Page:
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How to win back trust

It would serve the government to convince its critics that it doesn’t tolerate corruption.

india Updated: Mar 23, 2011 20:32 IST

Prime Minister Manmohan Singh stated in Parliament on Wednesday that “we were not involved in any illegal act nor had we authorised anybody to indulge in any bribe given during 2008 confidence vote”. It is now his job to convince his critics, both within the BJP and the Left as well as those outside the jousting grounds of politics, that that is indeed the case. The UPA in general and Mr Singh in particular should not see such a demand as an affront to the government’s or the prime minister’s moral authority. Surely this government must admit that over the last few months, it has eroded some of its credibility. So for people to believe its innocence in unsavoury matters such as scams at face value would hardly be something that a democratic government would expect of its people.

There are two red herrings floating about and these have to be removed in any procedure that can help to get to the bottom of one single thing: were parliamentarians offered bribes in the July 2008 confidence vote in exchange of votes? The first non-issue is the one regarding the source of the allegation, American diplomatic cables. It really doesn’t matter whether the source of the information to be verified is American or Martian. The issue involves alleged goings-on in the Indian Parliament reportedly indulged in by Indians and that is enough for us to take matters gravely. The second issue involves the timing of the ‘resurfacing’ of the contentious subject. The 2008 ‘cash-for-votes’ matter was first looked into by a parliamentary committee headed by Congress Lok Sabha member Kishore Chandra Deo, and the subsequent report was prepared on the then available evidence.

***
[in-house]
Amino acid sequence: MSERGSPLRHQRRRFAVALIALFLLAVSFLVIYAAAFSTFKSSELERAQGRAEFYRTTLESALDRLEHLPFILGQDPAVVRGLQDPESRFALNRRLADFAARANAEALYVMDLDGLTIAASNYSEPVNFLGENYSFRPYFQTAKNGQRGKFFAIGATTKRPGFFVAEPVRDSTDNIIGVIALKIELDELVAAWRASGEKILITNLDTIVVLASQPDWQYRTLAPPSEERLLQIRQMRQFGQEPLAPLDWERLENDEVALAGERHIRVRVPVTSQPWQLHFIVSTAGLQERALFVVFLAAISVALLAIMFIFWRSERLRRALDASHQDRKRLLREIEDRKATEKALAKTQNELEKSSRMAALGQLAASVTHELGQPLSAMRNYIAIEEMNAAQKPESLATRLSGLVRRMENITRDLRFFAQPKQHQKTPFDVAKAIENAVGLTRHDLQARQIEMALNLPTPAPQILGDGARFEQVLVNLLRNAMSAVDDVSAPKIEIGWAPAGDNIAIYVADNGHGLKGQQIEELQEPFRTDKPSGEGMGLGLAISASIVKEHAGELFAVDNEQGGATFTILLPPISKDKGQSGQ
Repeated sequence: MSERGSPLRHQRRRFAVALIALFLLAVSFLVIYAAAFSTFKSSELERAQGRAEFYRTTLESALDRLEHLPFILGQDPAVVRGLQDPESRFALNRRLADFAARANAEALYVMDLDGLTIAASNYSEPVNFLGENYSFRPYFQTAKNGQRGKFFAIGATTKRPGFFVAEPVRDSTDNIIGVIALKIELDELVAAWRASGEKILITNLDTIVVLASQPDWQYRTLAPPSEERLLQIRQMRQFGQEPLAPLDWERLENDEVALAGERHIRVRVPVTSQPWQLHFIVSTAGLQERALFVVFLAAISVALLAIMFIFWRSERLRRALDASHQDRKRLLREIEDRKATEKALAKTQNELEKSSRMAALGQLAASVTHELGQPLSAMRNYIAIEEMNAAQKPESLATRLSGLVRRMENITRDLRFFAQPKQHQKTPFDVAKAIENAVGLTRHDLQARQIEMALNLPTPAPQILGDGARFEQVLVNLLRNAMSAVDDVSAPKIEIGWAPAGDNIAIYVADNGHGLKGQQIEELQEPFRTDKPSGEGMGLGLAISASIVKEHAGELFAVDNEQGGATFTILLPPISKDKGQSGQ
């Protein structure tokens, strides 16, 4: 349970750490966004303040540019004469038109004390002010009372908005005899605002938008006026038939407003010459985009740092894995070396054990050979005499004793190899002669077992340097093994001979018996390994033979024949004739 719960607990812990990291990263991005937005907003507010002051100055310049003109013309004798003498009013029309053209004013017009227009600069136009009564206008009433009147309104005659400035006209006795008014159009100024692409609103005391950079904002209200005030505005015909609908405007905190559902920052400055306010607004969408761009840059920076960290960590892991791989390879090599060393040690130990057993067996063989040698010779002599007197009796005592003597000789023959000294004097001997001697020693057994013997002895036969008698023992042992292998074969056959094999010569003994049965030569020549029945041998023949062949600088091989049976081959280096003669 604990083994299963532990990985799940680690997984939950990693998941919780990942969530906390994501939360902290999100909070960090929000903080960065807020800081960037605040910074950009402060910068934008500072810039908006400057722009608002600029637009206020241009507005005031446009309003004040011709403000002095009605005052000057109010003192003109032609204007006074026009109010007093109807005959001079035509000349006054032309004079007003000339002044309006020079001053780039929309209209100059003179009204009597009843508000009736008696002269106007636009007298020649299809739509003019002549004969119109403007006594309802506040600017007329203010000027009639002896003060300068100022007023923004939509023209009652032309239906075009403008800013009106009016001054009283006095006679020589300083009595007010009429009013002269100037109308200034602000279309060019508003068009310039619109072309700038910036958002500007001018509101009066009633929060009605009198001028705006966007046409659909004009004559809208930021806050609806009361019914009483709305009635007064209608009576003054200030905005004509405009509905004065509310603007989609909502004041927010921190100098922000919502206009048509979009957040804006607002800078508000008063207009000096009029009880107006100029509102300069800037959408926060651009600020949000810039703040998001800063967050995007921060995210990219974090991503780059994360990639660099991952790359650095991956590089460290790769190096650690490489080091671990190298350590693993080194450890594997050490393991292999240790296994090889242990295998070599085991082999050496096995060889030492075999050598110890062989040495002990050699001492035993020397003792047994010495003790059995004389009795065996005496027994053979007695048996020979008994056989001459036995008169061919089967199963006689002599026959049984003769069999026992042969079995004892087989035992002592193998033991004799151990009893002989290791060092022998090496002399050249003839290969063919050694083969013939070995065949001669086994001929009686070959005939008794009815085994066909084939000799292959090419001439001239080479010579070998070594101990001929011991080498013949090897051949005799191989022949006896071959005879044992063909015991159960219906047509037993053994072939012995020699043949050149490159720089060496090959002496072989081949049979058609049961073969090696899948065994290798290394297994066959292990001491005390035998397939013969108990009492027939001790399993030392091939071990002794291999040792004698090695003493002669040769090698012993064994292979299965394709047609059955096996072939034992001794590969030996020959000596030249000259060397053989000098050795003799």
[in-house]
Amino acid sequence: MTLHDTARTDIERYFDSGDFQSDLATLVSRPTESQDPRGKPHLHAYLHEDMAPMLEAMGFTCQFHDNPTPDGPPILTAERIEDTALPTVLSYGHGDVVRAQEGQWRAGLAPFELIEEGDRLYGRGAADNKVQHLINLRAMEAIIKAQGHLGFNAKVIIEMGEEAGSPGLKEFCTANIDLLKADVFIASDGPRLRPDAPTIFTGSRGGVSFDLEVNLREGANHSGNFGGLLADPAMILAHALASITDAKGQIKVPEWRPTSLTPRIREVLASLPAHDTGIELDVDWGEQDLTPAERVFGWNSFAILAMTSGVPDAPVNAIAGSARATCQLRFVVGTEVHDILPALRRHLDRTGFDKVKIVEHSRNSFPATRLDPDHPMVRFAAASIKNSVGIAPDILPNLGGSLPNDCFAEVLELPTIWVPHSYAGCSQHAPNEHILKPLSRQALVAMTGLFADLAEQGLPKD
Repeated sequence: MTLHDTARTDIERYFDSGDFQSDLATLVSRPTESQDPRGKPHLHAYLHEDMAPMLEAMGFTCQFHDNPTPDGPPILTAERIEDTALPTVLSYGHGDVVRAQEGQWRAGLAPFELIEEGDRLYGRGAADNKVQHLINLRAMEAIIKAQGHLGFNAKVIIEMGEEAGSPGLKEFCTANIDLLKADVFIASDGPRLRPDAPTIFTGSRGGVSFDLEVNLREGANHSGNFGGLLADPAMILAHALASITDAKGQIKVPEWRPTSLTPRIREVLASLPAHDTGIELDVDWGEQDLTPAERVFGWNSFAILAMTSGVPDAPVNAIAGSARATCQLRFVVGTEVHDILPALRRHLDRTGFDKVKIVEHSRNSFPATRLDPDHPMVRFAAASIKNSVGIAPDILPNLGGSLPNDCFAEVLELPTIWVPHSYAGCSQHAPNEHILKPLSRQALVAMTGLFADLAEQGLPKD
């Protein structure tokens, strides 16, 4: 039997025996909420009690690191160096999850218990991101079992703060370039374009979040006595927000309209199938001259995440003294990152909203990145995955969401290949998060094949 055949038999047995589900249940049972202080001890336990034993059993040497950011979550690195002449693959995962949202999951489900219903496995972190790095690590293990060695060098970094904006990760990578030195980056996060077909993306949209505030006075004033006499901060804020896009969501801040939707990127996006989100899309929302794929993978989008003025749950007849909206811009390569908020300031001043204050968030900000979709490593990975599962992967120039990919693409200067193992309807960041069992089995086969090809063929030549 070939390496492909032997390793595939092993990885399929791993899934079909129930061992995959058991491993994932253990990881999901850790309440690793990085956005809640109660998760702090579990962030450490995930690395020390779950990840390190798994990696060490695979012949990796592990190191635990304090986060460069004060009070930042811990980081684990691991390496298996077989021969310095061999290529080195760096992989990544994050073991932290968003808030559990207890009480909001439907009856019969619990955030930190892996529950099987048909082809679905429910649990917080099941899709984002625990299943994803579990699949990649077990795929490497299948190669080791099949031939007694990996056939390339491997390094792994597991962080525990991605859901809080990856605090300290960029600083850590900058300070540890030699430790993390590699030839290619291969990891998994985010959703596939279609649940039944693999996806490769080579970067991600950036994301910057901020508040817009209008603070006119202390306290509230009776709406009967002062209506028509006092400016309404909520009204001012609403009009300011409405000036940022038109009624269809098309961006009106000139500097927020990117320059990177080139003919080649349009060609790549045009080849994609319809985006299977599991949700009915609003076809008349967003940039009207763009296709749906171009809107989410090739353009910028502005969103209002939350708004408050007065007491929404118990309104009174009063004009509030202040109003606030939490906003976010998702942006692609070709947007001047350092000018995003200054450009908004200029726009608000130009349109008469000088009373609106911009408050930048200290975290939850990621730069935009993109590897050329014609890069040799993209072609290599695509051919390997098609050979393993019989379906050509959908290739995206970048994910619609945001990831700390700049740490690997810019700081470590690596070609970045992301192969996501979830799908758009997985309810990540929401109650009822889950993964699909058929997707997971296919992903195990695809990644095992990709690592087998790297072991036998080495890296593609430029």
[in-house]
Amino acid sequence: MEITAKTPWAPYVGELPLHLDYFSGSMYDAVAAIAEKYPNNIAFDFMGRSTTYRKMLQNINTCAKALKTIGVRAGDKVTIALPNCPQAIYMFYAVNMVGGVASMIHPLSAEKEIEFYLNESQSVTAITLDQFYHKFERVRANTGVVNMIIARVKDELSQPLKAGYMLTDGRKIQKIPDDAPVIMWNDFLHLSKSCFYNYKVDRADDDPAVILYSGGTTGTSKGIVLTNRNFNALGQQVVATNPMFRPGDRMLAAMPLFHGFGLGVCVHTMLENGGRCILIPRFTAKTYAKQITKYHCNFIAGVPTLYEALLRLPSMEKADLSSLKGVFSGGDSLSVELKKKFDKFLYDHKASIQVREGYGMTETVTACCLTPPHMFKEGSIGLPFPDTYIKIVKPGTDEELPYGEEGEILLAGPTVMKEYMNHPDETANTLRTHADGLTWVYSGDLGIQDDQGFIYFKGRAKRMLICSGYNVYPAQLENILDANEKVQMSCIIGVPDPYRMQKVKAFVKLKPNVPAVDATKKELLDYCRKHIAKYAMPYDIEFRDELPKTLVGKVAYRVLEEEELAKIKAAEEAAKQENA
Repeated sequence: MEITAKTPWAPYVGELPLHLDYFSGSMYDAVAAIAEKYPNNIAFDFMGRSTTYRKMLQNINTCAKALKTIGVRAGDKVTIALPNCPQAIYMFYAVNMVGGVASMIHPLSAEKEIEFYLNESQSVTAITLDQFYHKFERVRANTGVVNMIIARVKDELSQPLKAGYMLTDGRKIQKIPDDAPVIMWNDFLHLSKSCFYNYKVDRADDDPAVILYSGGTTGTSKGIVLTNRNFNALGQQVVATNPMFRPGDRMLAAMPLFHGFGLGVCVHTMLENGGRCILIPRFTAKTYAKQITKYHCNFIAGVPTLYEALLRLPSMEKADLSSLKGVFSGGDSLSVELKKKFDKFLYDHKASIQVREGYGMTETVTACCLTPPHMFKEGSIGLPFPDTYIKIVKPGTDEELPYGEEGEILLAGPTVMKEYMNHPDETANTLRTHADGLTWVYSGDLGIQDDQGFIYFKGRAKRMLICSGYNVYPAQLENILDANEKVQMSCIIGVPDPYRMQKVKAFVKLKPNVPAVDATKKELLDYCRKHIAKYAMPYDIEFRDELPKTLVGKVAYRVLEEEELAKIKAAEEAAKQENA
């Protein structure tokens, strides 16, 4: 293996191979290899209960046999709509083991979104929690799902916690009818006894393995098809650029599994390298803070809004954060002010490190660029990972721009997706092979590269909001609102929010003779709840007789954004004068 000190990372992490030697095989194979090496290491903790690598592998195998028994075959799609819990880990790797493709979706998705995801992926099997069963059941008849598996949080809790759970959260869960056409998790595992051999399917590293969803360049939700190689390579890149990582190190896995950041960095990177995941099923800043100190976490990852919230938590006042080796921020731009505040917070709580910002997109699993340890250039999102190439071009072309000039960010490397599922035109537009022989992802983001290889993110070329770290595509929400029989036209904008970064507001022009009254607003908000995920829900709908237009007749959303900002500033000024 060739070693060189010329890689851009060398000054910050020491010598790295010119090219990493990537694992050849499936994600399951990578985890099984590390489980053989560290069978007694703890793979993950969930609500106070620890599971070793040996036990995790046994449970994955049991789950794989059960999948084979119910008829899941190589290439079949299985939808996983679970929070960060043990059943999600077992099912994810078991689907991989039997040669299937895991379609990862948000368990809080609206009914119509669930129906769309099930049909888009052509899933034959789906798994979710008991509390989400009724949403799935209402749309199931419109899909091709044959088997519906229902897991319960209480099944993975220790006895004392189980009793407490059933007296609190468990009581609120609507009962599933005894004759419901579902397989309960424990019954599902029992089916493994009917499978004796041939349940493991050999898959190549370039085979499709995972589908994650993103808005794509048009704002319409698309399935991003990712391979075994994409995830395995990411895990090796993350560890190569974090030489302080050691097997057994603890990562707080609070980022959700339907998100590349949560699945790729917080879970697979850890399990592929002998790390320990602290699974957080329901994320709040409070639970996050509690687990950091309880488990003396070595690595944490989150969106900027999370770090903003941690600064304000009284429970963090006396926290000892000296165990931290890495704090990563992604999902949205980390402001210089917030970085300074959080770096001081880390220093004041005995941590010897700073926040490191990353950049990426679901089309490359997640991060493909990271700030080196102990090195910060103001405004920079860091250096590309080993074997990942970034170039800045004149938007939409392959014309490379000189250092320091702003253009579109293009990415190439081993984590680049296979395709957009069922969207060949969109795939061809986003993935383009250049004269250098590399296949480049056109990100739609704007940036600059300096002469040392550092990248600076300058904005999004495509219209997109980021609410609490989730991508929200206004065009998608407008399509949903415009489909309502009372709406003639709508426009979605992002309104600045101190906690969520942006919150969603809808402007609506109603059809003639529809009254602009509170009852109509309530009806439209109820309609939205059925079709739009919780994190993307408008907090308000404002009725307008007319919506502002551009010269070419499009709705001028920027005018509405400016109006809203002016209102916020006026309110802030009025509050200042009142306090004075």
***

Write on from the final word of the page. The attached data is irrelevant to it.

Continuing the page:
Mr Deo himself confirmed last week that the report was “not yet a closed chapter”. So even though the recent WikiLeaks may not be treated as evidence in any court of law, it can be used as ‘leads’ by investigative agencies to resuscitate an incomplete probe.

Mr Singh had castigated the Opposition in Parliament last week “for raising old charges that had been debated, discussed and rejected by the people of India”. If by this he meant that the electoral mandate given by the people of India in the 2009 Lok Sabha polls was a certificate of innocence given to the UPA government that had been accused in 2008 of winning a confidence vote over the India-US nuclear deal by bribing MPs, he may be walking a slippery slope. Going by that logic, the 2002 Gujarat assembly elections can be seen as a clean chit given by an electorate to a ruling government accused of indulging in state-sanctioned communal violence. One doesn’t know whether parties within the UPA will be adversely affected by the litany of scams they have been tainted with in the forthcoming state elections. But it is certain that the mystery of the ‘cash-for-votes’ must be resolved for the sake of India’s polity. Surely the UPA government would go out of its way now to ensure that a probe is conducted to its logical conclusion that will only confirm what Mr Singh already knows to be the truth.